Owen McCue (@Owen_McCue)
Isaiah Thomas is the head boys basketball coach at Sankofa Freedom Academy Charter. He is also a member of Philadelphia City Council.
With the looming possibility — or likelihood — of high school athletes in Pennsylvania being allowed to profit off their Name, Image and Likeness, Thomas wanted to use his unique position to help inform and protect student-athletes in Philadelphia.
Sankofa boys basketball coach and Philadelphia Councilman Isaiah Thomas is leading the first of its kind Philly NIL Youth Protection Act. (Photo: Owen McCue/CoBL)
He felt an obligation to put forth the ‘Philly NIL Youth Protection Act’ on Thursday. The first of its kind act is a proactive approach in helping Philadelphia high school athletes of need navigate Name, Image and Likeness deals, when/if they are allowed by the PIAA.
“I coach high school basketball and am a city councilman, so it was just merging the two hats that I wear,” Thomas said.
The Philly Youth Protection Act requires the creation of and development of educational materials to be distributed to all Philadelphia students who are eligible for NIL deals. The Philly NIL Youth Protection Fund will also provide legal and financial resources to help families without the means to afford those services.
The PIAA will vote on whether to allow athletes to take part in NIL deals in December and the expectation is that it will vote in favor of allowing athletes to receive NIL deals, according to Thomas and District XII Chair Michael Hawkins.
The main mission of Thomas’ proposed legislation is to protect kids from ‘predatory’ parties in a marketplace that no one really knows what will look like.
“Right now it’s against the law, but in December it won’t be against the law, and I can tell a lot you in this gym right now are going to be approached by adults and some of them are predators who are going to try and take advantage of your name, image and likeness,” Thomas said to the student-athletes from Sankofa Freedom and Imhotep who were in attendance at a roundtable conversation at Imhotep on Wednesday.
Prior to introducing the bill to Philadelphia City Council on Thursday, Thomas held Wednesday’s roundtable conversation with Thilo Kunkel, Associate Professor and Director of Sport Industry & Research at Temple; Kass Everett, a financial advisor at Janney Montgomery Scott LLC who played football at Roman Catholic and Oklahoma; and Imhotep senior boys basketball player Justin Edwards, a Kentucky basketball recruit.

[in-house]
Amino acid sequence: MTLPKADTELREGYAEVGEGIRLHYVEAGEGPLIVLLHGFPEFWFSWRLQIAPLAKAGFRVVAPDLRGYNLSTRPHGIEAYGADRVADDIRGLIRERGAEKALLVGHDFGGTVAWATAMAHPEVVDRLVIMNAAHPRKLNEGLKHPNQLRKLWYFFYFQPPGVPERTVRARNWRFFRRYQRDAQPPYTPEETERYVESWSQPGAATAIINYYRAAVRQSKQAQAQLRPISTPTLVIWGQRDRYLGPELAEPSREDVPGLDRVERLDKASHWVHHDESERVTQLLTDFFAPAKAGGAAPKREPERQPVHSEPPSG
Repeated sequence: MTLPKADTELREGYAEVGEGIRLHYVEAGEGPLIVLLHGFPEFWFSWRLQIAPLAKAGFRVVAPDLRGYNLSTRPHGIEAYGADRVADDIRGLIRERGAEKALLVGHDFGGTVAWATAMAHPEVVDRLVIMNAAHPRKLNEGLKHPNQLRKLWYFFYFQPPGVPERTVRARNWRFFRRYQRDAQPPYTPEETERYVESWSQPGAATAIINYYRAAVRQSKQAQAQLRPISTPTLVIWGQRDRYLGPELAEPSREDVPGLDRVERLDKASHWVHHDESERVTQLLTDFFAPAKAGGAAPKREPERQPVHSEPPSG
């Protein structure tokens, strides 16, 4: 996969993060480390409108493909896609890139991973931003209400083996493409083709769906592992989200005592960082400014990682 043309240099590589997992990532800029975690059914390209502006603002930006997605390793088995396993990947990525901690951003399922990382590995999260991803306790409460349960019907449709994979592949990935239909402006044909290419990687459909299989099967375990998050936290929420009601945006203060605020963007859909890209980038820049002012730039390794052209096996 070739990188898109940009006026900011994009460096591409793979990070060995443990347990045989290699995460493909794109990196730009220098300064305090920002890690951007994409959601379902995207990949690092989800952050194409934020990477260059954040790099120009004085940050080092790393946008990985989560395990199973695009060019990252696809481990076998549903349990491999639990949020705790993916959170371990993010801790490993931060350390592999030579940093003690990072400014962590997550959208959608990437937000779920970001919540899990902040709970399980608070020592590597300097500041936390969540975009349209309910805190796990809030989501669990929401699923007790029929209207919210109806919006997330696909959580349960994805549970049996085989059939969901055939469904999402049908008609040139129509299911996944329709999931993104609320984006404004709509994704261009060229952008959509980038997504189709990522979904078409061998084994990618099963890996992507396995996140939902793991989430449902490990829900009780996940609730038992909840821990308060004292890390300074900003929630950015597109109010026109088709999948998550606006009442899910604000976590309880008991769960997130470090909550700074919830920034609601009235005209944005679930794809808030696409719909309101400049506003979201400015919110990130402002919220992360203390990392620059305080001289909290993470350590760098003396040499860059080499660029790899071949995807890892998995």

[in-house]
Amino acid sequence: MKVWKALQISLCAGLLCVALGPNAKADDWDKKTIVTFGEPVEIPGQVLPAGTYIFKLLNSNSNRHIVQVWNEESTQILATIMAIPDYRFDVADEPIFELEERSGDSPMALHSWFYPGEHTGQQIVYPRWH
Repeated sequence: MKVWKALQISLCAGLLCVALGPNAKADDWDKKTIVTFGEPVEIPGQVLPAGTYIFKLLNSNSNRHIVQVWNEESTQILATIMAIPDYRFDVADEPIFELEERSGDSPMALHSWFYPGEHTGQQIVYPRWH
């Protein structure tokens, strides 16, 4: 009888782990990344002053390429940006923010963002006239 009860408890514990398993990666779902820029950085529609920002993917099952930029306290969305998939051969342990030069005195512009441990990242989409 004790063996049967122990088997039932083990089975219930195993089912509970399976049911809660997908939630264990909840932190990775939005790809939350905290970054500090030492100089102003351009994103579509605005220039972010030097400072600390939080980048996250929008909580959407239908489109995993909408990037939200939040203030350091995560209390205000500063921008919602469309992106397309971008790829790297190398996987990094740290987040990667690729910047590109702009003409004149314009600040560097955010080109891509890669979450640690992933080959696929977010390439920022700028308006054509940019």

“It’s coming in December and there are going to be some players who have access to some real money, and the conversation starts now,” Everett said. “What Isaiah is trying to do is spread the word, so if you guys do get contracts, you’ll have resources and access to professionals.”
Kunkel has seen the NIL market take shape while working at Temple and with his own company SPRTER that connects college athletes to NIL deals.
He described what is coming for high school sports as ‘the Wild West.’ Thomas said the bill roughly estimates being able to support anywhere from about 20 to 75 athletes. Kunkel anticipates that number could look higher as the majority deals he’s seen are for two or three-figure amounts or even for items like shoes or clothing rather than some of the larger sums announced for the highest profile athletes.
“I’m seeing $50 deals, $100 deals, but the company requires you to sign off your name, image and likeness and your picture will be theirs forever,” Kunkel said.
“Those are the types of aspects that we are seeing that we want to protect against,” he added.
Edwards’ profile as a Top 3 national recruit and Kentucky recruit certainly make him a candidate for some of the larger NIL deals, though he said he has not been very involved in the potential process.
“I have people who do that for me, so I don’t have to,” Edwards said.
Thomas’s hope is to protect those students who don’t have informed people around them or access to advantageous resources.
The resources the bill provides extends to things like educating students about NIL, giving them guidance through contract negotiations and helping them file taxes on NIL deals.
The hope is to have resources from the city ready before students start being approached with deals.
“NIL deals are coming to high school athletes. Philly can lead by providing proactive safeguards to these families,” Thomas said in the bill’s release.